Daily Thoughts from Exodus: Second Command addendum

“You shall not bow down to them or worship them; for I, the LORD your God, am a jealous God, punishing the children for the sin of the fathers to the third and fourth generation of those who hate me” (20:5, ESV).

God is a jealous husband. His wife, His people, cannot “hate” Him and not suffer consequences. God will see to it that the natural consequences of parents building false values into their children’s lives will continue to the fourth generation. This is not to say that He may not sovereignly save individuals from among those generations, but there is no promise that He will. When men reject the true image of God as sovereign in their lives, He exercises His sovereignty in judgment.

“…but showing love to a thousand generations of those who love me and keep my commandments” (20:6, ESV).

This is the promise to those who obey the second commandment. God will bless their generations with the grace to come to the knowledge of the true God. No amount of godly training alone can bring a person to Christ. Only God can turn hearts toward Himself. No idol of man’s making, no God fashioned in man’s image has such sovereign control.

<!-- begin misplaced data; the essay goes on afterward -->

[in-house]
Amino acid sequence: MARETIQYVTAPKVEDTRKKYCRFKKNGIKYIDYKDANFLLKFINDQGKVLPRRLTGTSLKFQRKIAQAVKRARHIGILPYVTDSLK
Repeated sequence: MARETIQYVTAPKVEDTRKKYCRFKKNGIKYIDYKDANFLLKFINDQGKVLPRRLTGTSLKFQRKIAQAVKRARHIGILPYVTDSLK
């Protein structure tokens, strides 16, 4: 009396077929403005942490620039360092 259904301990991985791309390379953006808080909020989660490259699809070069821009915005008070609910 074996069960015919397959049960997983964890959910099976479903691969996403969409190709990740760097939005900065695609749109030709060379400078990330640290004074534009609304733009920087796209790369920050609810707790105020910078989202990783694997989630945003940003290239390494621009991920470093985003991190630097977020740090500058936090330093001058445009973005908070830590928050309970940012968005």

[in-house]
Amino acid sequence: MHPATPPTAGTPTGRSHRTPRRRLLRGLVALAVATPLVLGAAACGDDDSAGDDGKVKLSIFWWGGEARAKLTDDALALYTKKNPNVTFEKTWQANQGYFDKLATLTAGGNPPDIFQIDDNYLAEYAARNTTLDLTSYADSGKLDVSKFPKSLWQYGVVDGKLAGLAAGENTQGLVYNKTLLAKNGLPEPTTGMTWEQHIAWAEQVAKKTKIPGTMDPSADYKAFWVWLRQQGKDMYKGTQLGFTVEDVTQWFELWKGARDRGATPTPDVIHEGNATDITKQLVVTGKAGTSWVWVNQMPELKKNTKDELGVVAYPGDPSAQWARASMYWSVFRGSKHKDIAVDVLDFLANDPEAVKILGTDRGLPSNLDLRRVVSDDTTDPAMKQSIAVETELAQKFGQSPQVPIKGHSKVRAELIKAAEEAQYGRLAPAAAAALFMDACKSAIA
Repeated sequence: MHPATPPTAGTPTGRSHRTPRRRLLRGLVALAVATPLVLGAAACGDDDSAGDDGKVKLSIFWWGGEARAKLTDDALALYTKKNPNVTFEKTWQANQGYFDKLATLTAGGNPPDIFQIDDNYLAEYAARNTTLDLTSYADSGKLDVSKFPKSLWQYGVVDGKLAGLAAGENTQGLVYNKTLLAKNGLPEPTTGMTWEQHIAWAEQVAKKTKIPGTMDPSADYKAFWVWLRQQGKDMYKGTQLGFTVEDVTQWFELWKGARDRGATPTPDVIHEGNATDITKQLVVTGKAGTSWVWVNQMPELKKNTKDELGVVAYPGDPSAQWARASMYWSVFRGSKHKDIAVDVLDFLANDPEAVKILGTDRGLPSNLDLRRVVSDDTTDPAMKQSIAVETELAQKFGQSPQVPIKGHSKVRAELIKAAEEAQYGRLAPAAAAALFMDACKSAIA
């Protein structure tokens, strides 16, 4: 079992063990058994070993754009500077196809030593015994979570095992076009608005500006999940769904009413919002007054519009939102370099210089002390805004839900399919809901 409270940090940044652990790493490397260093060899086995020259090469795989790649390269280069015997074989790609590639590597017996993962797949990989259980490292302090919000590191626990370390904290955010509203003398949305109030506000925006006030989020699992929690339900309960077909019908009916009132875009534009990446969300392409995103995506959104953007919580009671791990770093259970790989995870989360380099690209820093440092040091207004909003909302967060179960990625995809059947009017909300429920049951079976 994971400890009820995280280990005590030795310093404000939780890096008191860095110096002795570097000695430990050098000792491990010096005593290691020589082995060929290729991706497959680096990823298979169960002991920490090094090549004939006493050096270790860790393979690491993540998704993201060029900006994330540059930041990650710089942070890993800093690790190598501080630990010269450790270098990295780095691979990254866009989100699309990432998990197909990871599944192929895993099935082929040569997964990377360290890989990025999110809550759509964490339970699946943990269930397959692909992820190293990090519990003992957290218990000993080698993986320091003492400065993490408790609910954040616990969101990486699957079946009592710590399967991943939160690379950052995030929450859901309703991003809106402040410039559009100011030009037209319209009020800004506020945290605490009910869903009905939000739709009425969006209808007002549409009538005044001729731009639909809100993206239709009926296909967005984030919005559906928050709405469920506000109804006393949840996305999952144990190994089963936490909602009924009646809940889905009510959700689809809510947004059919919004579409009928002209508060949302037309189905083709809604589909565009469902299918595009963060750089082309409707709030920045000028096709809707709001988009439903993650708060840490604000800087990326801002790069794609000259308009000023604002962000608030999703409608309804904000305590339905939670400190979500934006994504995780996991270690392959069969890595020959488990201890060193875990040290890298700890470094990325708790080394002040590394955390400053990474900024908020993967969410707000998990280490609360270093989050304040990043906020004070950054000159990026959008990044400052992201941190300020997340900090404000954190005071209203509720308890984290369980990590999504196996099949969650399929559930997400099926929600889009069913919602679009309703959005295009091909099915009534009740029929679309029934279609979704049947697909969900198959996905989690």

Even if we don’t worship a fashioned likeness of God, we may still be operating with a purposely distorted image of Him. The Pharisees fashioned a God of rigid standards (true to an extent) that they believed they could keep and therefore expected certain rewards from Him. What false images of God have you constructed?


2 thoughts on “Daily Thoughts from Exodus: Second Command addendum

  1. When I look at this in context to what you are writing it appears that punishing to the Future Generations comes from a sin of worshipping Idols other than God not necessarily all of the sins committed by our fathers what is the true interpretation of this verse.

    1. I think a good case can be made for that. The remark is made in the context of the prohibition of idolatry and we see a repetition of that comment from God in his interaction with Moses (Exodus 34) after Israel’s transgression with the golden calf. Further, God’s response is against those who “hate me” indicating most naturally an idolatrous worship. We are told in Ezekiel 18:19,20 that the son pays only for his own sin. So the indication in this passage in Exodus 20 is that successive generations take up idolatry and so are dealt with justly.

      We know that this is not an automatic thing. This history of the kings in 2 Kings who succumbed to idolatry demonstrates that their sons did not always become idolaters. Josiah does not follow in his father’s footsteps.

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